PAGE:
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  9. #49
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    Right, Fuel has increased and time has passed - quite a number of the NC750X would have found their 2nd and 3rd+ owners.


    Quote Originally Posted by Loc144 View Post
    On Saturday I was at Honda Umhlanga and had a chance to briefly test ride the new NC750X. I had previously ridden the NC700X, and while it is a great and practical bike, I didn't find myself desperate to have one. The NC750 however, seems a slightly different proposition

    The NC750 receives an extra 50cc, 5bhp, and revs to 8000rpm. While seemingly insignificant, one notices an immediate difference. The extra 1500rpm is extremely welcome, and I found myself hitting the hard limiter far less than on the NC700. The torque is quite potent and very handy for city riding. One of the biggest surprises for me is the stock exhaust, which looks terrible but actually sounds quite good. I took great pleasure in blipping the throttle at every opportunity and hearing the twin cylinder bark. Although it is a parallel twin, you could be forgiven for thinking it a V-twin. An aftermarket exhaust would be a must for me, and I can only imagine the improvement in the sound department

    Like the NC700, the NC750 has a single 320mm front disc which does a very good job, as I found out when a car cut me off in one of the many traffic circles surrounding Gateway shopping center. The NC750 comes standard with ABS, although I was not aware at the time I was riding it.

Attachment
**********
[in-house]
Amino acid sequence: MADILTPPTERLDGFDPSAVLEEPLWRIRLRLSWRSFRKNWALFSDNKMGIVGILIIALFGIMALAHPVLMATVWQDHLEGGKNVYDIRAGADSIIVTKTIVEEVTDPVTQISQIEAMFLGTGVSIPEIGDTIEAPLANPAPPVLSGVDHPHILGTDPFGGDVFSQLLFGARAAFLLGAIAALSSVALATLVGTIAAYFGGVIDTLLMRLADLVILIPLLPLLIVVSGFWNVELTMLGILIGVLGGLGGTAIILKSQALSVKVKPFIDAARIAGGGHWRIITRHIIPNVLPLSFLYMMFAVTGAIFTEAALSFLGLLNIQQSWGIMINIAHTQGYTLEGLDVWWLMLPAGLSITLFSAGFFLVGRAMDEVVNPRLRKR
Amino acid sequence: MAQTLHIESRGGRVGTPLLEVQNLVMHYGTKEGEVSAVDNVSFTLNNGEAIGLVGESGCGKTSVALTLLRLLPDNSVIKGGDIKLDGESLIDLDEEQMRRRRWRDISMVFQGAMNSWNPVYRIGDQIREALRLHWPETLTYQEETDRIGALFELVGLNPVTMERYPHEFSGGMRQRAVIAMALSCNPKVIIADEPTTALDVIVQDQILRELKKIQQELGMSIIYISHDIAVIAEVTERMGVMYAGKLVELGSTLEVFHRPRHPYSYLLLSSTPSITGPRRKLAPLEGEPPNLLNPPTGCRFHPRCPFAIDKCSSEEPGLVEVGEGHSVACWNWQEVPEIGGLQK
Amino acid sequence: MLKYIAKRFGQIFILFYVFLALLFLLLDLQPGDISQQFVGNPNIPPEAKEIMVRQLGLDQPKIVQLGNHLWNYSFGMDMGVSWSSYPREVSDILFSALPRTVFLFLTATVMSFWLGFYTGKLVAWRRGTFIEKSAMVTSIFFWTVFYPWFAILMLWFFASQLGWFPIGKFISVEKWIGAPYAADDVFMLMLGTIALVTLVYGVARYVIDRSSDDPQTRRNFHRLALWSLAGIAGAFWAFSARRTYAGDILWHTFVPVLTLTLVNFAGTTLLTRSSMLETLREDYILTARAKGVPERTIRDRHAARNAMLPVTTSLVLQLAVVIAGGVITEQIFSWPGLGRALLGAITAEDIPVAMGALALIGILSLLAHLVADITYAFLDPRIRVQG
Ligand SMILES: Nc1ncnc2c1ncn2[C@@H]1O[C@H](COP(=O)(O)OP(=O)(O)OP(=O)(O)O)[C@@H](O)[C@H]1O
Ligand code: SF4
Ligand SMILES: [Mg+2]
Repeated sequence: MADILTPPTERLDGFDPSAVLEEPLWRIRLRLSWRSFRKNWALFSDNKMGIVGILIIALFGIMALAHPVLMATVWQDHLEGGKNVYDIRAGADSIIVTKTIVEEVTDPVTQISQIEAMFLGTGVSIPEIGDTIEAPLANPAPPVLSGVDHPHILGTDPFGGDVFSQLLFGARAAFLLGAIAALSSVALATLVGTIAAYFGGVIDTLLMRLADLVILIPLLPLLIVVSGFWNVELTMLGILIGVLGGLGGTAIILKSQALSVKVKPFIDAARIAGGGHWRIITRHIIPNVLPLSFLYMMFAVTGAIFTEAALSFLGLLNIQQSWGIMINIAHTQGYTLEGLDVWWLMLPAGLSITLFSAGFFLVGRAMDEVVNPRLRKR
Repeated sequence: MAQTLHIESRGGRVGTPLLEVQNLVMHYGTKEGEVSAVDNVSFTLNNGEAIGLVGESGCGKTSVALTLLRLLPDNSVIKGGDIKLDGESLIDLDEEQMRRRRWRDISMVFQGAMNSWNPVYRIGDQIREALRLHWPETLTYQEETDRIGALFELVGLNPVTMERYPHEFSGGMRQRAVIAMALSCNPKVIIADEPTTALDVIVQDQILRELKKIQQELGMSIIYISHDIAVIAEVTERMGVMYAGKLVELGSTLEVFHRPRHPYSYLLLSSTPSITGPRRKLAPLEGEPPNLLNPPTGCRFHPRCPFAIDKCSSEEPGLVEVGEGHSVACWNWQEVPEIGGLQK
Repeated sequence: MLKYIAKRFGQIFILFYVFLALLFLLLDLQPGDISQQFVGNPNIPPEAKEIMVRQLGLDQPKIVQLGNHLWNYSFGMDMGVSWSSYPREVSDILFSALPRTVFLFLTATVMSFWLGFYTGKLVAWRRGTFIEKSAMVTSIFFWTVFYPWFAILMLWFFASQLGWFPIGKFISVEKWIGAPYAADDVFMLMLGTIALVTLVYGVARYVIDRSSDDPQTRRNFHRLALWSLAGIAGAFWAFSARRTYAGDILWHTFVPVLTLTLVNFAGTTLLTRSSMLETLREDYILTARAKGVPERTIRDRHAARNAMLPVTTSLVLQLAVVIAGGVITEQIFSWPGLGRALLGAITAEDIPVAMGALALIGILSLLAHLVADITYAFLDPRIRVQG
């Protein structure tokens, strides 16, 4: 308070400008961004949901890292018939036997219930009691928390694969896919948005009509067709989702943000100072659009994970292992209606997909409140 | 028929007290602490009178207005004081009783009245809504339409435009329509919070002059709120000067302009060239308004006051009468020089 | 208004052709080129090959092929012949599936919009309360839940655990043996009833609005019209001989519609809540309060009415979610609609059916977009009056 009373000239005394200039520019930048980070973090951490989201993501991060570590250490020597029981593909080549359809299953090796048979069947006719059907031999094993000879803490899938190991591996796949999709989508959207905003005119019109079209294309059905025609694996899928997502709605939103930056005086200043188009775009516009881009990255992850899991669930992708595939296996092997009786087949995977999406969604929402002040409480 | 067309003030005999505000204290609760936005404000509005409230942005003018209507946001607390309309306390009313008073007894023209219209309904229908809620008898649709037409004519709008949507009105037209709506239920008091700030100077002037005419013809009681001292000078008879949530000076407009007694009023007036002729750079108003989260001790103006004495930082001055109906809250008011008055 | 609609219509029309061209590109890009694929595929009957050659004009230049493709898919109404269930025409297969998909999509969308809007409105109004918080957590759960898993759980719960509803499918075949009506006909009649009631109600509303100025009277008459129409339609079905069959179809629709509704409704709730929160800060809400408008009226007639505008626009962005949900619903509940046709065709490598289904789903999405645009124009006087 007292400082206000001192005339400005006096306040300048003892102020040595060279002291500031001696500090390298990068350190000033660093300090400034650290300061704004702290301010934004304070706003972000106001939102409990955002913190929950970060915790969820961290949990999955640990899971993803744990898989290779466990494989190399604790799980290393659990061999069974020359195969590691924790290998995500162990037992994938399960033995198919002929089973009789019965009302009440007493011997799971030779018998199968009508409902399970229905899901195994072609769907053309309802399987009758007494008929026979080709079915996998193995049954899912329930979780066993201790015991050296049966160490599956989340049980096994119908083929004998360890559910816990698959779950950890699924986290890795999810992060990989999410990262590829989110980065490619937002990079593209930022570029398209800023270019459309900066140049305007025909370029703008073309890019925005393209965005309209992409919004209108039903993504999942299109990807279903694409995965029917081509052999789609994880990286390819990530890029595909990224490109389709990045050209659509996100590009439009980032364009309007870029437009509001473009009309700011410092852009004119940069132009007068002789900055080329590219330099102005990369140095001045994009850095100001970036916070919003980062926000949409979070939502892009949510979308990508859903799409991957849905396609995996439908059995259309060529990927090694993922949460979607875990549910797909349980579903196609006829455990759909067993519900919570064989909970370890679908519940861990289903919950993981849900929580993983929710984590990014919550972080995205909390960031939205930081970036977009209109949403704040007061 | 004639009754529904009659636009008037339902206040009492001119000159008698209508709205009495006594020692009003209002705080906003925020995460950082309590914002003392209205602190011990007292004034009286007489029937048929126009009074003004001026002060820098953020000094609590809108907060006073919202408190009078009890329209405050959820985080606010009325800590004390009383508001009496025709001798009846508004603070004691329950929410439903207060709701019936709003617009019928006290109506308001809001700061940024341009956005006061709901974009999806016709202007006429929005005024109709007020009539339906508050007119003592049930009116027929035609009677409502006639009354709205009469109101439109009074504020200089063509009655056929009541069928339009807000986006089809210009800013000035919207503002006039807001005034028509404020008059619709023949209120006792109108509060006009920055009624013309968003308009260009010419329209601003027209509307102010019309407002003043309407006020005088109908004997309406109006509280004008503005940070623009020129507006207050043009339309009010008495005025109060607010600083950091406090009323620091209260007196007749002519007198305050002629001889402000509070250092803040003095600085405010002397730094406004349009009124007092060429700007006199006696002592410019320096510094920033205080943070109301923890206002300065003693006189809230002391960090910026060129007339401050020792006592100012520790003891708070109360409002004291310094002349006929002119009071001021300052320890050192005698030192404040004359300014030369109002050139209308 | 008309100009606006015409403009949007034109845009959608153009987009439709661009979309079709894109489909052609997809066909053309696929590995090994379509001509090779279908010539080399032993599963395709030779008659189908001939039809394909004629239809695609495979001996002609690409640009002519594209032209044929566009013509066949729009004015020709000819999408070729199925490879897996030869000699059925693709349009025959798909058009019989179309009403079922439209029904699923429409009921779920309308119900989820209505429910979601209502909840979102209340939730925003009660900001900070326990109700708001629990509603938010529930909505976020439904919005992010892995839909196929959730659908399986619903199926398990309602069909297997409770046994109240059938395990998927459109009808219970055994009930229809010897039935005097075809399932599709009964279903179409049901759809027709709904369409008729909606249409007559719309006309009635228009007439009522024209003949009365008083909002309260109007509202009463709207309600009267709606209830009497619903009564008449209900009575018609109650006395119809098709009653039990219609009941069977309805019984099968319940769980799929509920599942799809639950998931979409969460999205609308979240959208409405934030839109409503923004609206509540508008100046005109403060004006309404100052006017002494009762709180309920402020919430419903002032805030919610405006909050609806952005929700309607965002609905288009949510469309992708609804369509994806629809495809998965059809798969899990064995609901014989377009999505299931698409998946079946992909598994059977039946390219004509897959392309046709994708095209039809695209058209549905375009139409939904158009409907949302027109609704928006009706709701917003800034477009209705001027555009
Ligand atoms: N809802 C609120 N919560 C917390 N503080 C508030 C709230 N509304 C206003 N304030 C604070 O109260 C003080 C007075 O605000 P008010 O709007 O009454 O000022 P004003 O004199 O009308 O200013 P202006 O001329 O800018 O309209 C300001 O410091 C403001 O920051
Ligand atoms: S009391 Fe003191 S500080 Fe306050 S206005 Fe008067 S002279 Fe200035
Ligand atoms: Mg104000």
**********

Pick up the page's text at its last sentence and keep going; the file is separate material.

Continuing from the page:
The clocks are fully digital and well lit, there is a handy gear indicator that I was quite smitten with, having never ridden with one before. There is also a fuel economy indicator, which showed around 3.1l/100km at around 60km/h and 7l/100km when going full throttle.

    The ride itself was smooth and comfortable, although not hugely awe inspiring. The bike accelerates smoothly and the low down power belies its 55bhp. I had no problem getting to 150km/h in 4th before slowing down. In 2nd gear you can accelerate from 10-80km/h in seconds. Coming from a inline four, I really enjoyed the torque of the twin engine. It is a bike you can and probably will ride all day.
    The NC750X costs R75,000 new, not necessarily a bad price, though not one I would pay. For an extra R5000 I would prefer to get the 2014 ER-6. However, in a year or two, when the second hand market is < R60,000 and the petrol price >R18, you will probably find one in my garage.

  10. #50